As the first coronavirus cases poured into southeast Michigan hospitals, Wayne State University School of Medicine students saw their mentors rush toward the pandemic’s front lines.
The students expected this of their future colleagues. What they didn’t anticipate was the toll it would take on the health care professionals home lives.
“It became clear that many of our health care professionals were going to need help with childcare and other important household tasks,” said Tabitha Moses, an M.D./Ph.D. student in the translational neuroscience program. “We saw physicians across the country struggling, and wanted to do what we could here to help support.”
Due to the pandemic, many of the usual volunteering opportunities for medical students were unavailable, and many students are temporarily unable to continue their clinical responsibilities.
“WSU medical students care deeply about the community and people. We wanted to find some way we could continue to be useful during this time,” Moses said.
Moses, along with medical students Diana Alaouie, Class of 2020, and Nikki Sidhu, Class of 2021, got the ball rolling by reaching out to clinic sites’ clerkship directors — an attending physician who runs the rotation’s medical student education program — to see if there was interest.
“We started out emailing our form and the sentiment behind our decision to create the service,” Moses said. “Very quickly, we received encouragement and a deluge of comments from residents and attendings telling us how our emails were both morale boosting and filling a gap they felt as they prepared to confront COVID-19’s onslaught of southeast Michigan.”
Reaction from fellow classmates was immediate. As more students came out in full force to sign up, the group reached out to program coordinators and directors/associate program directors and asked them to share widely. Nearly 100 medical students have signed up to volunteer, with the response from residents and attendings overwhelmingly positive and gracious. Students in the School of Medicine interested in volunteering are encouraged to sign up here.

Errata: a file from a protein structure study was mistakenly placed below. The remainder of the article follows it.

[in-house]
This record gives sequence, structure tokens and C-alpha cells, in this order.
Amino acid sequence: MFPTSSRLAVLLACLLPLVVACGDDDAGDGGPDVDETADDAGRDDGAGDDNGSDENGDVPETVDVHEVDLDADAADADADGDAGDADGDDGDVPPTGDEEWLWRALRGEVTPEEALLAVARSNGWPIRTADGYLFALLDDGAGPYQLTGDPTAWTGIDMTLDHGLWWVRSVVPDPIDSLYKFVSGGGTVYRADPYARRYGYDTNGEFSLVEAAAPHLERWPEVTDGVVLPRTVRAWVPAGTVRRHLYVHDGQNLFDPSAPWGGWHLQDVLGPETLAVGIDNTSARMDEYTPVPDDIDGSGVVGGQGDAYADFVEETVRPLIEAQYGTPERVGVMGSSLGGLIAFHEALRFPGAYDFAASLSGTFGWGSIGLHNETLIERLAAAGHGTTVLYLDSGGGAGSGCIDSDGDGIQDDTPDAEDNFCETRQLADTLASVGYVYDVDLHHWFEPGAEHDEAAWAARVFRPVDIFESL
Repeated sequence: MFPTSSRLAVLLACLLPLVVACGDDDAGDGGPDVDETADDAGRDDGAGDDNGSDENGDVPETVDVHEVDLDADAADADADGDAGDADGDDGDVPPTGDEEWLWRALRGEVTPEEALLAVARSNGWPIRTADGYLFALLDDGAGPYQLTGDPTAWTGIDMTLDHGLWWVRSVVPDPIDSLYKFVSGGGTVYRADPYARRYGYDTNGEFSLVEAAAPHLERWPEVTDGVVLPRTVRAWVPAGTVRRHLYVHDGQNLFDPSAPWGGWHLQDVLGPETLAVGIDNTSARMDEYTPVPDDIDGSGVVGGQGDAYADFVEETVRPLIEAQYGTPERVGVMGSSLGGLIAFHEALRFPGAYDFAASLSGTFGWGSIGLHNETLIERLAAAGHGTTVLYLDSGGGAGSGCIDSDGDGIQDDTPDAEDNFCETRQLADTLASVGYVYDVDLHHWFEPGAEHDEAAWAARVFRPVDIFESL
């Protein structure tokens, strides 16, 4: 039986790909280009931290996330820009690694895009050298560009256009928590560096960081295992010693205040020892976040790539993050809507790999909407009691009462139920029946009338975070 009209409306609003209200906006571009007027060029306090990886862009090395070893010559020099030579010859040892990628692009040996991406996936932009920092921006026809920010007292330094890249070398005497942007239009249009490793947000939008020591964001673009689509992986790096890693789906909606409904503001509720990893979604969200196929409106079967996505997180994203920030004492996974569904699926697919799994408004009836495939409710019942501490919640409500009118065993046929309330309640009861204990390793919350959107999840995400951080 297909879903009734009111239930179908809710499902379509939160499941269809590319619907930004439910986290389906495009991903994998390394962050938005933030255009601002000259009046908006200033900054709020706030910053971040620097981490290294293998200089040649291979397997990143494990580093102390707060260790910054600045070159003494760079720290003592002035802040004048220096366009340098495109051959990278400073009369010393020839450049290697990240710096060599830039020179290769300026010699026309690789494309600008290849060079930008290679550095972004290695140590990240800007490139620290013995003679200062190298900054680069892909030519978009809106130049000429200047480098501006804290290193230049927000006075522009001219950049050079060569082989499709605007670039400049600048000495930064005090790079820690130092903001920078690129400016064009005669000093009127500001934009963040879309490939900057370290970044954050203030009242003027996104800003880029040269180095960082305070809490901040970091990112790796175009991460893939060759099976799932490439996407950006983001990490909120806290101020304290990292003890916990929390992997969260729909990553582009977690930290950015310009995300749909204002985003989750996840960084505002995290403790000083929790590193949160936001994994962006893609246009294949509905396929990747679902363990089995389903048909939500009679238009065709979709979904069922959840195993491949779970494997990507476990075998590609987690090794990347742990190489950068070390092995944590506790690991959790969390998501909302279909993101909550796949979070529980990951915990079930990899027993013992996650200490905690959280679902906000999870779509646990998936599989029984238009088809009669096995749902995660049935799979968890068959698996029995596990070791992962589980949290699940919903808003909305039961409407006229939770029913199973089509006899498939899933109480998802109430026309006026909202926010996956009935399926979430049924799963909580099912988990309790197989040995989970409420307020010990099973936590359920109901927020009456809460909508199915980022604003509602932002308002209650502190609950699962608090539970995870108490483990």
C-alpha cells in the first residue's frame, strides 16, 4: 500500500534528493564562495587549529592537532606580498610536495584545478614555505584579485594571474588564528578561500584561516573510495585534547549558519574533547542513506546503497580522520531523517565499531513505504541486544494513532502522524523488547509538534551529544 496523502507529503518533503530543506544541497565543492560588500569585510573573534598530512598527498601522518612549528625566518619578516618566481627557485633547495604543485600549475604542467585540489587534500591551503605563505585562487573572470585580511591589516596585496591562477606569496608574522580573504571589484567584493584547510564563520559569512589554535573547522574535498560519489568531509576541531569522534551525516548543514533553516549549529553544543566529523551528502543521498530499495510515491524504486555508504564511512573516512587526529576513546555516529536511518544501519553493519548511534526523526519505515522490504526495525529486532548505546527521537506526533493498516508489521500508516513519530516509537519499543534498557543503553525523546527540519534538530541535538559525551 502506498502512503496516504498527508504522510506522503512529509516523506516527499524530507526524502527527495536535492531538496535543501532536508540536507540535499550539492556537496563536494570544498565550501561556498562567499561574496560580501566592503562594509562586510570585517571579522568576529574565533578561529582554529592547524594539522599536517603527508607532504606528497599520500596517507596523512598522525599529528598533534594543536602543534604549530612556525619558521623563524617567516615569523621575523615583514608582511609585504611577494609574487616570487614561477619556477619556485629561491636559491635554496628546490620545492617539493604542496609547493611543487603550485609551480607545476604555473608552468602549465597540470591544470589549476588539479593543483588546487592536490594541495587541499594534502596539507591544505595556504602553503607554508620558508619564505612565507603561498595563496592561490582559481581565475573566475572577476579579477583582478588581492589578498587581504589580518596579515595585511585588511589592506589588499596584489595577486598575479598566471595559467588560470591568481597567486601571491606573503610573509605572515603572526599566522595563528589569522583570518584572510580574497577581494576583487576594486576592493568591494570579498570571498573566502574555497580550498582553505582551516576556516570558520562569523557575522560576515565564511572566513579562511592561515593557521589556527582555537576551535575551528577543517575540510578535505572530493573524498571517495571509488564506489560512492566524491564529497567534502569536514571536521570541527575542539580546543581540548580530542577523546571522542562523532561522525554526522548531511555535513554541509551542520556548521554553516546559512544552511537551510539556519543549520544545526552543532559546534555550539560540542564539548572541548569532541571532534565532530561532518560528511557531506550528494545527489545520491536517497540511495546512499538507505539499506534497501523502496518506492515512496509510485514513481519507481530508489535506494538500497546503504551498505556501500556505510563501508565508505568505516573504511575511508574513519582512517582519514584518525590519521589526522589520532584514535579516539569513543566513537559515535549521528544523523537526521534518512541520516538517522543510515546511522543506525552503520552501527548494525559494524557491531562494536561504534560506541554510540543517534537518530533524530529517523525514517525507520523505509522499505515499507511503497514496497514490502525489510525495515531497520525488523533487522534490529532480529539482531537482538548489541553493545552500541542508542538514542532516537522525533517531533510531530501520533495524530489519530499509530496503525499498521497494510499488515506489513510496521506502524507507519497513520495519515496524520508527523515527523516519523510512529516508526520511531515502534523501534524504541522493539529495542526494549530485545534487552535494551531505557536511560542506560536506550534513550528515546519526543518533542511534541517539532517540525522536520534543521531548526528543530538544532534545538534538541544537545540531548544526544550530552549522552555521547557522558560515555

Moses said they’ve received warm wishes and gratitude from physicians at Henry Ford Health System, Detroit Medical Center and St. John’s Ascension Health, as well as from current School of Medicine Dean Jack D. Sobel, M.D., and incoming Dean Mark Schweitzer, M.D. Health care workers who need help can sign up here.
“When we were pulled off our rotations to help curb the spread, I wanted to help in whatever way I could to alleviate the burden,” Sidhu said. “After talking with more of my peers and connecting with Diana and Tabitha, I realized so many of us felt the same. By organizing as a group, we could help, even if we couldn’t make an impact on the floors.”
Throughout Sidhu’s rotations, she said, her mentors helped mold her identity as a future clinician. Training in Detroit, she witnessed the medical community’s love for the city and its people. She also saw the pride in providing care for an often uninsured and under-treated population. As an extension of that love and pride, she said, they taught future physicians, such as herself, how to do the same for the community they love.
“Which is why it didn’t come as a surprise to me that not one attending or resident I spoke with was hesitant or unwilling to be at the front lines of the COVID-19 crisis,” Sidhu said. “What was a surprise — a very disheartening one at that — was hearing about their hurdles in handling life tasks in order to prepare for the worst when COVID-19 stressed metro Detroit’s health care systems.”
Alaouie, who recently matched into internal medicine at Henry Ford Hospital in Detroit, said not a day goes by that she hasn’t felt as if she facilitated someone’s treatment or assisted in making their stay in the hospital during a vulnerable time a bit better. She sees volunteering to help during this stressful time to take care of her health care family as an extension of that.
“My passion for medicine is fueled by my dedication to serve others and the community,” Alaouie said. “Having my clinical years in the metro Detroit area has allowed me to develop a passion for the underserved.”
All volunteers have some level of clinical training, Moses said, and recognize the importance of keeping themselves and the people they help safe. There are a set of guidelines for student volunteers and families receiving help. They also ask that students do not participate if they have had a known exposure within the past 14 days or if they are symptomatic.
“It is very important to protect the health of our volunteers and health care worker families to ensure we do not contribute to the spread of this virus,” Moses said. “We expect everyone involved to be vigilant about their own health so as to not put anyone else at risk.”
This isn’t the only act of volunteerism from School of Medicine students. Many are working with the medical school’s administration to start up other COVID-19 response efforts such as increasing blood donations by healthy students and community members, and collecting/delivering PPE donations to health care front line workers. Additionally, many medical students have signed up to participate in COVID-19 testing efforts taking place over the next eight weeks at the former Michigan State Fairgrounds site.
“Improving our community is very important to all of us,” Alaouie said. “I know most students at the School of Medicine take it as a social responsibility. It is through the help of altruistic and humanistic medical students that leads to positive evolution in our local community.”